It took her eyes a moment to adjust for she had never been in the presence of so much darkness. The sounds of her breathing and the small movements she made were strange, somehow close and confined. Was it fear she felt now or wonder? She was standing on something hard and cold, smooth and level. She reached out her arms to either side and felt nothing. She reached out in front of her and her hands were caught. A little yell escaped her.
“It’s alright,” a voice said. “Do you want me to turn on the lights now?”
The hands that held hers were huge, so huge that she didn’t recognize them as hands at first. And after all, why should she? She had never been touched by anything but the wind and the grass and dreams of kissing.
“It’s alright,” the voice said again.
“I’m glad,” she replied.
“Do you want me to turn on the lights now?”
She heard a loud click and her eyes were flooded with light. It took a moment before she saw anything more than a uniform whiteness. Gradually there appeared before her from out of the dazzling field a face, enormous and soft, like a face in a sugar cookie. Its eyes were little more than shadows under huge, doughy brows. Its mouth was a sweet, gentle smile. Its nose a dried apricot. And then when it spoke she could see that it was made of flesh, just like hers.
“Are you alright? Do you need a moment? You know, to adjust?”
“Yes, please,” she said. She blinked several times. It was all she could do since the giant was still holding her hands. That it was a giant became clearer and clearer each time she blinked. She could see its meaty fingers, its bassinette ears, its mat of hair. Where the rest of it was she could not tell.
After a short while just standing there blinking she began to understand that she was in a cavern. The rock walls were rough and streaked with moisture, but the floor was level, polished and dully gleaming. She craned her neck around to look for the door behind her. She saw nothing but a dark tunnel leading away from the cavern.
“Excuse me,” she said to the giant who was still holding her hands. “Wasn’t there a door I just came through?”
One of the giant’s bare brows cocked itself comically upward. “I don’t know, dear. It was very dark in here.”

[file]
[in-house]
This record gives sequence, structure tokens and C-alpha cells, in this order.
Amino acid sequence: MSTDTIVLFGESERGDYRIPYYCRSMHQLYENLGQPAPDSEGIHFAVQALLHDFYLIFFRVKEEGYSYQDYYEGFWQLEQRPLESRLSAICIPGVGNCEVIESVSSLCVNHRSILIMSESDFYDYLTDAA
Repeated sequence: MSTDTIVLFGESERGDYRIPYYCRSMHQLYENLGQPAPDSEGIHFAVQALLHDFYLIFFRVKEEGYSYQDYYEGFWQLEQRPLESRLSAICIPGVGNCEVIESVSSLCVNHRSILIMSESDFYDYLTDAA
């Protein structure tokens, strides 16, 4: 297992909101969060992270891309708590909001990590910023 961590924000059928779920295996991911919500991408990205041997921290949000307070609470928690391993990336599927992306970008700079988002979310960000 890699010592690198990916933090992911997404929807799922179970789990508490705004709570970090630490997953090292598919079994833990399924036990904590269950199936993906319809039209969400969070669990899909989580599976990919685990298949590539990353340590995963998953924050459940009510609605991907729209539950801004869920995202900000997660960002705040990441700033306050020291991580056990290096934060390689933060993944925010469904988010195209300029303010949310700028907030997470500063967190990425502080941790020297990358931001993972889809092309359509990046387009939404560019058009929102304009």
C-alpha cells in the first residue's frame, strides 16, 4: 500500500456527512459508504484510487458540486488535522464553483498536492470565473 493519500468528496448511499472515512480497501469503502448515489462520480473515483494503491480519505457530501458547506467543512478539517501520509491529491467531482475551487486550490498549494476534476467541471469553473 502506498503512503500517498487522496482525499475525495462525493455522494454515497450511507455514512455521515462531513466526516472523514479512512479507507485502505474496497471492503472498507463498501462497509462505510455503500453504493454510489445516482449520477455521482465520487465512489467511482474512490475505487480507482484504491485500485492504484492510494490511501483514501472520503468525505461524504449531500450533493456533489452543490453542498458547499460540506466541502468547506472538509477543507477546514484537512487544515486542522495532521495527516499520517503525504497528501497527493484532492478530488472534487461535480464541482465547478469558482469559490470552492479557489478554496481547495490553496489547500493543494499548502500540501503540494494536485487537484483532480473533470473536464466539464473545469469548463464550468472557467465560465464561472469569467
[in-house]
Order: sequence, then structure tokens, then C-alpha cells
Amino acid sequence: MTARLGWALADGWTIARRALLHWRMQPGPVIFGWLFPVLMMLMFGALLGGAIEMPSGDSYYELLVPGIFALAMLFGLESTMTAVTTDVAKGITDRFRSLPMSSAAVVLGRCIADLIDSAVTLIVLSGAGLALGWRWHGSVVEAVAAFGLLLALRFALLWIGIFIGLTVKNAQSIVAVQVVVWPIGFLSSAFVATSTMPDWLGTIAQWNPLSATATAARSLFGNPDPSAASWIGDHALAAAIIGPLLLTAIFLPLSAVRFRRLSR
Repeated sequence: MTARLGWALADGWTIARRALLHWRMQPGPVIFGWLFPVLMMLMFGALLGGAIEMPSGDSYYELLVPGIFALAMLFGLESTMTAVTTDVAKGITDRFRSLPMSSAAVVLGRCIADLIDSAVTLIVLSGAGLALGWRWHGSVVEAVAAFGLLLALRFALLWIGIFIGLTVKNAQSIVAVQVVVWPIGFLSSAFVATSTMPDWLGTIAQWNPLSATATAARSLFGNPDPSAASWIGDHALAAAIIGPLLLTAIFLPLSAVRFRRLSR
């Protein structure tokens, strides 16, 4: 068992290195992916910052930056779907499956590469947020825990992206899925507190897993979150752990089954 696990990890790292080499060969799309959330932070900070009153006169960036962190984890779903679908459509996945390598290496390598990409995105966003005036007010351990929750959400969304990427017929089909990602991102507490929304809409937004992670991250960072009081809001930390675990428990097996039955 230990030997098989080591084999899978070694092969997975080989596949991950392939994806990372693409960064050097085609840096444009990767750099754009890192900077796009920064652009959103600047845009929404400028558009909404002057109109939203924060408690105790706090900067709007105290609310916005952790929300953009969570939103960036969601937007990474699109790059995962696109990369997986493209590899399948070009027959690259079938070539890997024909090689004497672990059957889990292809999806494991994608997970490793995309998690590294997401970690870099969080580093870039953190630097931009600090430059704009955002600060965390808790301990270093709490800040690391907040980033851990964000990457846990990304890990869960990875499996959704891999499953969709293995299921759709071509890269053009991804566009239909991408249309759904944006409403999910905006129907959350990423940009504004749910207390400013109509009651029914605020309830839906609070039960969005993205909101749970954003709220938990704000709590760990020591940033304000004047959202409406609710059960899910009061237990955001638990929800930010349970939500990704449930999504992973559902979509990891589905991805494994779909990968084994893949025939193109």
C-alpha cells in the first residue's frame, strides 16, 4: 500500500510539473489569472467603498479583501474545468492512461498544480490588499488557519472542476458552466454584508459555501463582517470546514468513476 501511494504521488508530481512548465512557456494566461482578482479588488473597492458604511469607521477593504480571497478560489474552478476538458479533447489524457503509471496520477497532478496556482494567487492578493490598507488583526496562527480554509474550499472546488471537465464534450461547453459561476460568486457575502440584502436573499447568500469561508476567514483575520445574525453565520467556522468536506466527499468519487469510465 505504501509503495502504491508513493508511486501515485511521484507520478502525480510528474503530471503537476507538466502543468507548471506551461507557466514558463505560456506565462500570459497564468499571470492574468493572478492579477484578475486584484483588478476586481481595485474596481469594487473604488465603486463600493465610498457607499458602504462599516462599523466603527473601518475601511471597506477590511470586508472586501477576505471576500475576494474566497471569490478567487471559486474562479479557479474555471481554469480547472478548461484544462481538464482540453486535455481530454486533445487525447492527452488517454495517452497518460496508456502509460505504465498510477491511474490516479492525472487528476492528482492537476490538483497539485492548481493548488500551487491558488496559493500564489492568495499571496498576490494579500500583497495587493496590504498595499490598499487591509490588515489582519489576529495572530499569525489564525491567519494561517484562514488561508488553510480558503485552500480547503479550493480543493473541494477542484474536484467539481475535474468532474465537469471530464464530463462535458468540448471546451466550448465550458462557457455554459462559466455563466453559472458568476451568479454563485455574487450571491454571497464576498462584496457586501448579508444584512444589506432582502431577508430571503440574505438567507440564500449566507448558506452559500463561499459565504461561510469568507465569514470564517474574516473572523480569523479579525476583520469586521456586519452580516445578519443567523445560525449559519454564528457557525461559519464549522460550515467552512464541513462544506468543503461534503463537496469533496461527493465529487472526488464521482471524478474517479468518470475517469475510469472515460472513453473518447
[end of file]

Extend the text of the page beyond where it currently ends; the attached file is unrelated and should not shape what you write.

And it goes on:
“But how will I get back once the storm’s over?”
“Oh, there’s no going backward. Only forward. I should know. I tried to back out and look at me. I’m stuck.”
She did look and all she could see were the giant’s enormous shoulders looming behind its equally enormous head. Its body was obviously wedged into the passage beyond.
“How did you turn on the lights?” she asked.
The giant smiled. “I can work the switch with my left big toe. I appreciate the opportunity to be useful even in my restricted state so I turn it on and off as the situation requires. No one else can get to it.” He said the last brightly and with childlike pride, though it was he himself who was the obstacle.
Jill slipped her hands from the grasp of the giant and patted the knuckle of one gargantuan finger. “Well, I thank you for your help. I assume that way is forward?” She gestured behind her at the dark tunnel.
“Though my perspective is limited at this point, I would say yes,” said the giant. “You should probably hurry along now, dear. Find something to wear as soon as possible. You’ll get sick walking around like that in the cold!”
Jill looked down at herself and ran her hands over her round stomach. “Something to wear. Alright,” she muttered. She was rather exposed.
“Not that you wouldn’t get a warm reception from quite a few looking as you do,” the giant continued. “Cute as a little bunny, you are. Run along now, rabbit girl.” He raised one huge hand, extended a finger and patted her gently on the head.
“Thank you again,” said Jill. She turned and padded across the glassy floor of the cavern. When she reached the mouth of the tunnel she could see that it was very short. There was a wooden door at the end and a mat under the door. On the mat, in large white letters was the word “Start”. She walked cautiously to the door, feeling oddly anxious. Start what?
She looked back once more. The giant smiled and toodled a finger at her. It didn’t really matter what she was starting because she didn’t want to stay here, stuck like the giant. Pleasant, sugar cookie company though he might be.
She grasped the door’s plain brass knob, turned it and stepped through.